Stella Maris is a beautiful, crippled girl, who is cared for by a rich family. They shield her from the harsh realities of the world, so that she has no idea of the cruel things that some ... See full summary »
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Charles 'Buddy' Rogers,
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Cecil B. DeMille
Stella Maris is a beautiful, crippled girl, who is cared for by a rich family. They shield her from the harsh realities of the world, so that she has no idea of the cruel things that some people do. Unity Blake is a poor orphan all too familiar with the harsh realities of the real world. These two young women both fall in love with John, love which is complicated by the fact that he is still married to (though separated from) a bad wife. Written by
John Oswalt <email@example.com>
When John Riska returns to his house one night, Unity offers him a 'Sally Lun' (sic). A 'Sally Lunn' is a type of bread, from Bath in the English West Country. The recipe is said to have come to the area courtesy of a French immigrant in the 17th century. It can be served sliced horizontally and toasted, with sweet or savoury toppings such as plain or flavoured butters, jam and clotted cream. See more »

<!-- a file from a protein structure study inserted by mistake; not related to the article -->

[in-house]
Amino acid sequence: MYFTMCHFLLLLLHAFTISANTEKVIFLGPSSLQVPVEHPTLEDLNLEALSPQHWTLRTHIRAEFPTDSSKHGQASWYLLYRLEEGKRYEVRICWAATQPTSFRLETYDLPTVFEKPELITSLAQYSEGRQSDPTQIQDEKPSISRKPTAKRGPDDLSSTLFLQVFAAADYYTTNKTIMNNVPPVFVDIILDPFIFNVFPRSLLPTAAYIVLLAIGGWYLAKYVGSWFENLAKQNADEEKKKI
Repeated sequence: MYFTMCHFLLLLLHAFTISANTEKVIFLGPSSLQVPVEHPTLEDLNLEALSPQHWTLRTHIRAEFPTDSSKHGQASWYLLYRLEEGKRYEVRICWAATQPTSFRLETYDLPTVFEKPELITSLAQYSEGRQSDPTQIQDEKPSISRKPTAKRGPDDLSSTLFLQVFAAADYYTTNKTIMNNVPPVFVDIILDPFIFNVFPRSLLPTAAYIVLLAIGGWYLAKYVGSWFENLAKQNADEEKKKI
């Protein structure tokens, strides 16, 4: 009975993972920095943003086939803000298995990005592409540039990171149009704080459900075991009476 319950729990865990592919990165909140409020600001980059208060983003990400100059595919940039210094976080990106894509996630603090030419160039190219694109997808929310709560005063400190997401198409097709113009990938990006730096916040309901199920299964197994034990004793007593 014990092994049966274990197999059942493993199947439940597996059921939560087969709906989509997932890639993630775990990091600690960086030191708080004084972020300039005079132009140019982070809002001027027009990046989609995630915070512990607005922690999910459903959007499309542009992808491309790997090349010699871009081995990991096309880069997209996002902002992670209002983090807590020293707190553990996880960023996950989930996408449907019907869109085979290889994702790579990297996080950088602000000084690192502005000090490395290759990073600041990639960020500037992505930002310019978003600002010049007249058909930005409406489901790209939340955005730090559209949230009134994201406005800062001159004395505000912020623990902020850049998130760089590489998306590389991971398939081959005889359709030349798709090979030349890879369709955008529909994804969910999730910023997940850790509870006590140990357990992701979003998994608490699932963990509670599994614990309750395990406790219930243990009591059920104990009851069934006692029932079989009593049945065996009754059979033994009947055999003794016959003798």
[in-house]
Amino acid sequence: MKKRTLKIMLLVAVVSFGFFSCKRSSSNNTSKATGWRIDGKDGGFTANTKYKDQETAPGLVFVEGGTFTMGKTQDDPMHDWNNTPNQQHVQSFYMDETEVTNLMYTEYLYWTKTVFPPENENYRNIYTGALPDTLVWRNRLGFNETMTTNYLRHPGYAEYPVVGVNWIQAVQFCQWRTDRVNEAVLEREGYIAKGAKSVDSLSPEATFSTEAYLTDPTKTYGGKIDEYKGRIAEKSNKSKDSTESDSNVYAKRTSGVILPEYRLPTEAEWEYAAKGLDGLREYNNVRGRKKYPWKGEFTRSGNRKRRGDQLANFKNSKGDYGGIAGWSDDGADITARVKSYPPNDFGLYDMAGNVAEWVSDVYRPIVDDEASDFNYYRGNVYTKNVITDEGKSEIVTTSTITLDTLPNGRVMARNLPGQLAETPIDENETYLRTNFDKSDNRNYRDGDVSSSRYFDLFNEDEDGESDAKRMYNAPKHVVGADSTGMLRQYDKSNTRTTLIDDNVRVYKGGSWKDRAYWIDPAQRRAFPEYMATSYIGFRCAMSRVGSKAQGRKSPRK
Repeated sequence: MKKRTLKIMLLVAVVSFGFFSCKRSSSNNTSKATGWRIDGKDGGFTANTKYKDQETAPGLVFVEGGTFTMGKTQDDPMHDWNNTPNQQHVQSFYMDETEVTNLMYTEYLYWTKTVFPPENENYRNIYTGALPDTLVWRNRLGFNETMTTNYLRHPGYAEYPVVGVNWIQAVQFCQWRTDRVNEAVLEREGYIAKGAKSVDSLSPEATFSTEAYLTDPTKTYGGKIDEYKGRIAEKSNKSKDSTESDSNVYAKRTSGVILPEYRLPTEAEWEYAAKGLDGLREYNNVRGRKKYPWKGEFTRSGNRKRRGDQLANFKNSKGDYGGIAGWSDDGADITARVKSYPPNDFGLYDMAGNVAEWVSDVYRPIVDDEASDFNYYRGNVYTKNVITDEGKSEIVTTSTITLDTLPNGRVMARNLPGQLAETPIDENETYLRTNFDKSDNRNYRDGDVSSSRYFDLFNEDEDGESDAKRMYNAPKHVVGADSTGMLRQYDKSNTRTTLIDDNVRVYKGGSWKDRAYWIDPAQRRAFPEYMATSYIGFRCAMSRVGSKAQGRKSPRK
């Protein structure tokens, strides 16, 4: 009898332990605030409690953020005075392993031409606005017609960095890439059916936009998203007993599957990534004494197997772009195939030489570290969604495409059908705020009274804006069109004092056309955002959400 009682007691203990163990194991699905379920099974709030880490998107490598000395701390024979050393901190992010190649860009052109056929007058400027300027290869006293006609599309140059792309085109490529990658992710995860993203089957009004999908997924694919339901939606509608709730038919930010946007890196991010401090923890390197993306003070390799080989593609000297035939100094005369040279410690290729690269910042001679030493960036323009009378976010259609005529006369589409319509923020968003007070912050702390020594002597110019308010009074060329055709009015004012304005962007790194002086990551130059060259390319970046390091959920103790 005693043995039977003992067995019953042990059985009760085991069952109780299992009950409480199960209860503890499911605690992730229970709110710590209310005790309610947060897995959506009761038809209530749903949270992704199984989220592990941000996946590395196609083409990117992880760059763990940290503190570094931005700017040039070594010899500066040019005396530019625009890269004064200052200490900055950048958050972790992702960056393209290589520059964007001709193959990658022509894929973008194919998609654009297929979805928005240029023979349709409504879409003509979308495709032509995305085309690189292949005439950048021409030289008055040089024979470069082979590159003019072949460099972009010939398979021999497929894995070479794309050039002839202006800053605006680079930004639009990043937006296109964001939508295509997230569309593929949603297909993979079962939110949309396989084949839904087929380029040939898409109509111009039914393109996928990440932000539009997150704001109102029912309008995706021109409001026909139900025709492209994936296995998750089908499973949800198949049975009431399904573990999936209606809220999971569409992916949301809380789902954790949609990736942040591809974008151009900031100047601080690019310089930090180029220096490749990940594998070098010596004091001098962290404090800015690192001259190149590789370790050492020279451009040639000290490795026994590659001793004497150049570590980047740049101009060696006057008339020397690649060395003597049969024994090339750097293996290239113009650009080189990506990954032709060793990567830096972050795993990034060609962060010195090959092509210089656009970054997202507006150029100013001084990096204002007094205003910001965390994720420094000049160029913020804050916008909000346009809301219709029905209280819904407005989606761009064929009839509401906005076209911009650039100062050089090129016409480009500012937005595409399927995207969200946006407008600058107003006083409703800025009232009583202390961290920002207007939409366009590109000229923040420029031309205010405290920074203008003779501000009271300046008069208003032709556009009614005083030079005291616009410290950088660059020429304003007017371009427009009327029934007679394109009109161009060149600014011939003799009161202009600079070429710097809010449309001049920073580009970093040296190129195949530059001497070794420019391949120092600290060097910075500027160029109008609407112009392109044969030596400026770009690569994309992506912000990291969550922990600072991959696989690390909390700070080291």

Lovely, crippled STELLA MARIS lives like a princess, sheltered from all of the world's unpleasantness. Orphan Unity Blake, on the other hand, suffers under life's harsh hand. These two young women are fated to be brought together with tragic, unforeseen consequences...
America's Sweetheart, Mary Pickford, even though a tremendous movie star, had always been bothered by the fact that show business had kept her from acquiring a normal education. She asked her dear friend, screenwriter Frances Marion, to tutor her. One of the books they read together was "Stella Maris" by William J. Locke. Mary quickly saw the novel's cinematic possibilities.
What startled the studio bosses was Mary's determination to play the parts of both Stella and Unity. She was sure this could be achieved convincingly. For the role of Unity, Pickford wore makeup that negated her pretty features, learned to stand & walk awkwardly & even insisted that she be photographed mostly using her right, less photogenic, profile. The effect was most believable.
The result was a triumph, professionally, artistically & at the box office. Mary tugged at the viewer's heartstrings, but never crossed the line into cheap mugging or maudlin histrionics. She earned her accolades with genuine, sincere emotion & pathos.
Frances Marion's screenplay allowed both of Mary's characters to share some screen time. Double exposure would produce a special effect that puzzled & delighted contemporary audiences.
Although Mary dominates the film, mention should be made of Conway Tearle who ably plays the strong, sensitive man who loves Stella; Marcia Manon is very effective as his brutal, alcoholic wife; and Josephine Crowell scores in another of her matronly roles.
After years of neglect, STELLA MARIS is available on video to enchant whole new generations of Pickford fans.
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